Getting divorced? You need to update your estate plan ASAP
Your spouse is arguably the most important person in your life. They provide emotional and financial support. They help you start or raise a family. They are with you every day and have access to almost every aspect of your life.
It is natural for spouses to prioritize each other when they create their estate plans. However, the focus on your spouse in your will, health care directives and other estate documents means that divorce will have big estate implications.
As soon as either of you files for divorce, you may want to think about how to update your plan to protect yourself, dependents and your legacy.
Your ex should not have authority or receive property
With rare exceptions, people going through a divorce want to completely remove their ex from their estate plan. You need to remove them as a beneficiary in your will. You also need to remove them from your trust as the trustee or a beneficiary.
You want to take their name off of any documents intended for a medical emergency, like your advance medical directive and powers of attorney. You will typically want to choose someone whom you trust to hold authority over your finances and access to your medical records if you experience incapacitation, so replacing your ex with someone else is a smart move. You may want to add children or other close family members as the beneficiary instead of your ex.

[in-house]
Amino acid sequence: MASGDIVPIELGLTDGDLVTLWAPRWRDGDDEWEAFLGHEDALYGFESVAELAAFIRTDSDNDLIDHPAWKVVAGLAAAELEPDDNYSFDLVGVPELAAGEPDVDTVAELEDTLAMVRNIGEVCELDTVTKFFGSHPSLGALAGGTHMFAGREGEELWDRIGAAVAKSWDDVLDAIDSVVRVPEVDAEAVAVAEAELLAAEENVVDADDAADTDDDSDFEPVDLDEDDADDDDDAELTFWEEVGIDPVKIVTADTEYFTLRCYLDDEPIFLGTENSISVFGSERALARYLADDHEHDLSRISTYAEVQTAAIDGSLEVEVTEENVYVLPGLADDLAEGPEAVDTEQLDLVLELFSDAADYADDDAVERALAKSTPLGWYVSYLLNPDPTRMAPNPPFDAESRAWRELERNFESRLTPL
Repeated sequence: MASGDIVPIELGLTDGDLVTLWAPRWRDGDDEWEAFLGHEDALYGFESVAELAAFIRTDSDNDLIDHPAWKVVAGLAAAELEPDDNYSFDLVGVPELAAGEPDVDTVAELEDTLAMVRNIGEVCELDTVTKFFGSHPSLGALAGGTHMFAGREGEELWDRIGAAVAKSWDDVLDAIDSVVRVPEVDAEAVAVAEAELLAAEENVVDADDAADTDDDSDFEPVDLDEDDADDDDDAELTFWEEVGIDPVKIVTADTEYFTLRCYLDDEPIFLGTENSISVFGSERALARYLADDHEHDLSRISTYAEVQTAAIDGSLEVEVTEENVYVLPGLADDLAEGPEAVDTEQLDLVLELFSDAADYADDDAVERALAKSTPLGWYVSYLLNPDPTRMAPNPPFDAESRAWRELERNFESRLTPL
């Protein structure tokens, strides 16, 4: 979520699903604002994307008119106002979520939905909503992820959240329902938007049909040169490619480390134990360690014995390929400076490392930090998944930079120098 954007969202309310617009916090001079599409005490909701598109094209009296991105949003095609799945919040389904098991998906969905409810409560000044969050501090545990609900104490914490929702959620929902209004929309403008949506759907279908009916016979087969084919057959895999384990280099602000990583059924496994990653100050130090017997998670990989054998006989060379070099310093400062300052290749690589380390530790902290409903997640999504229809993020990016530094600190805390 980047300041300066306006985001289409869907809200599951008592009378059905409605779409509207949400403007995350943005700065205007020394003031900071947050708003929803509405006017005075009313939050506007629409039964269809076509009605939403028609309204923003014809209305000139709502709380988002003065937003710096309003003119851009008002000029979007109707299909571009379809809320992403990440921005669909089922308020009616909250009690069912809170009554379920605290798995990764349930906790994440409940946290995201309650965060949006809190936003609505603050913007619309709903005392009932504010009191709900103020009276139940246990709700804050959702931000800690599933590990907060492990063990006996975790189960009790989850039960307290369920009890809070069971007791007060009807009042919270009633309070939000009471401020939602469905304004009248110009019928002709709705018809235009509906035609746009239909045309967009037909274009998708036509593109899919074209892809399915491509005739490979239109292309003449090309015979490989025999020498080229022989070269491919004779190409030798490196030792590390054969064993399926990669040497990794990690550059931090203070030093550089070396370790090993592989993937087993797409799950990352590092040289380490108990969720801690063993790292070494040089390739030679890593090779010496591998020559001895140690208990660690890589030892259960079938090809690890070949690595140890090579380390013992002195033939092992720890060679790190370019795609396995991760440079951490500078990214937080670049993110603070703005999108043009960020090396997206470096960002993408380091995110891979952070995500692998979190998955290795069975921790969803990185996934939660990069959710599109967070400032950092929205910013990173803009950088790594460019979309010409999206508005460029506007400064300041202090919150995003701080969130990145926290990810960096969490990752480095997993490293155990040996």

It is also important to update beneficiary designations for insurance policies and bank accounts with transfer on death designations, as the paperwork associated with those policies and accounts will supersede estate planning documents if they contradict each other.
You may need to create better plans for your children
You may not have worried much about leaving a direct inheritance for your children before, but you need to reconsider it after a divorce.
If your ex will assume custody of the children after your death, they will have complete control over the inheritance your children receive. Putting the assets you want your children to inherit into a trust can preserve those assets until your children turn 18 and prevent your ex from using them.
Making the right changes to your estate plan when you file for divorce will protect you and loved ones.